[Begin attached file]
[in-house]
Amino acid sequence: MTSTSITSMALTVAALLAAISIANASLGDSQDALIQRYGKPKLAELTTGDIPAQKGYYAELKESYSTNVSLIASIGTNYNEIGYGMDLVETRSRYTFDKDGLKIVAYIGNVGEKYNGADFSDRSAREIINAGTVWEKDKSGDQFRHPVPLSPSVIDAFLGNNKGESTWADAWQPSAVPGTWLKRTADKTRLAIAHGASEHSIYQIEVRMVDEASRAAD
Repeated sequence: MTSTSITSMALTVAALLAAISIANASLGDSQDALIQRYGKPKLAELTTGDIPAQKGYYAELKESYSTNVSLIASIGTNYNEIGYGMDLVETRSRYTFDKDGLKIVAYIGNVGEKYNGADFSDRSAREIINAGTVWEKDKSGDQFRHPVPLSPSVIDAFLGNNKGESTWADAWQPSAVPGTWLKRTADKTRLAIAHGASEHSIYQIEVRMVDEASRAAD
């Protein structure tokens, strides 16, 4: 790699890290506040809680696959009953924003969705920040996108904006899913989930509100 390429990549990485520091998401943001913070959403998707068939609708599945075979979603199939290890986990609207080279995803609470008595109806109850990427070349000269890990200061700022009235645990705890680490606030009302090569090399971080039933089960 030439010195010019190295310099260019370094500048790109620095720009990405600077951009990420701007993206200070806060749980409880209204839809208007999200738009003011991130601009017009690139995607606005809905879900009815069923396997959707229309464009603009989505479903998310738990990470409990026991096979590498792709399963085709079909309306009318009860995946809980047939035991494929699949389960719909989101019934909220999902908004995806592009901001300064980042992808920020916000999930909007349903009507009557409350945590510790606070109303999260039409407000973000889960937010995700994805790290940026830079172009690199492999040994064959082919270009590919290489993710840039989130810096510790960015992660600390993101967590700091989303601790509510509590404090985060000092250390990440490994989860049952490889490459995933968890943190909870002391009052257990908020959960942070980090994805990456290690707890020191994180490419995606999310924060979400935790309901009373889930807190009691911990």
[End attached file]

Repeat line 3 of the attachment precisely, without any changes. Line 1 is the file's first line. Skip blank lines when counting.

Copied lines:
Repeated sequence: MTSTSITSMALTVAALLAAISIANASLGDSQDALIQRYGKPKLAELTTGDIPAQKGYYAELKESYSTNVSLIASIGTNYNEIGYGMDLVETRSRYTFDKDGLKIVAYIGNVGEKYNGADFSDRSAREIINAGTVWEKDKSGDQFRHPVPLSPSVIDAFLGNNKGESTWADAWQPSAVPGTWLKRTADKTRLAIAHGASEHSIYQIEVRMVDEASRAAD